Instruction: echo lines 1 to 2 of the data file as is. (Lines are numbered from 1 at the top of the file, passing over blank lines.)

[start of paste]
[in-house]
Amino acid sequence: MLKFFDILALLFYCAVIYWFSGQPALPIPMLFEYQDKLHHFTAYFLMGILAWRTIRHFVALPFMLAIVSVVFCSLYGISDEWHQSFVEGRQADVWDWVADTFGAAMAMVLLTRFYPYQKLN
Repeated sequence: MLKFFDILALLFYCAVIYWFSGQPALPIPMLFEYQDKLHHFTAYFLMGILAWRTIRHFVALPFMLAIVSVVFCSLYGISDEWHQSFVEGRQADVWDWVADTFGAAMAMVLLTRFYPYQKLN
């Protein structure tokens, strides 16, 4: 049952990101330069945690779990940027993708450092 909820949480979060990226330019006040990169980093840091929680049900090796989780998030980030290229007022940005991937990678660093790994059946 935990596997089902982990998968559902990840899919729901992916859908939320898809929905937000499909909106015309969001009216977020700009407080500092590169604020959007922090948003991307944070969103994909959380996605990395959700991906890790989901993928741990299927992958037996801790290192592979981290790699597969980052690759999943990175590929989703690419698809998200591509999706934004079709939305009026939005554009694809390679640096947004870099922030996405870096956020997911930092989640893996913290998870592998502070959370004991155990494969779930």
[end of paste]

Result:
[in-house]
Amino acid sequence: MLKFFDILALLFYCAVIYWFSGQPALPIPMLFEYQDKLHHFTAYFLMGILAWRTIRHFVALPFMLAIVSVVFCSLYGISDEWHQSFVEGRQADVWDWVADTFGAAMAMVLLTRFYPYQKLN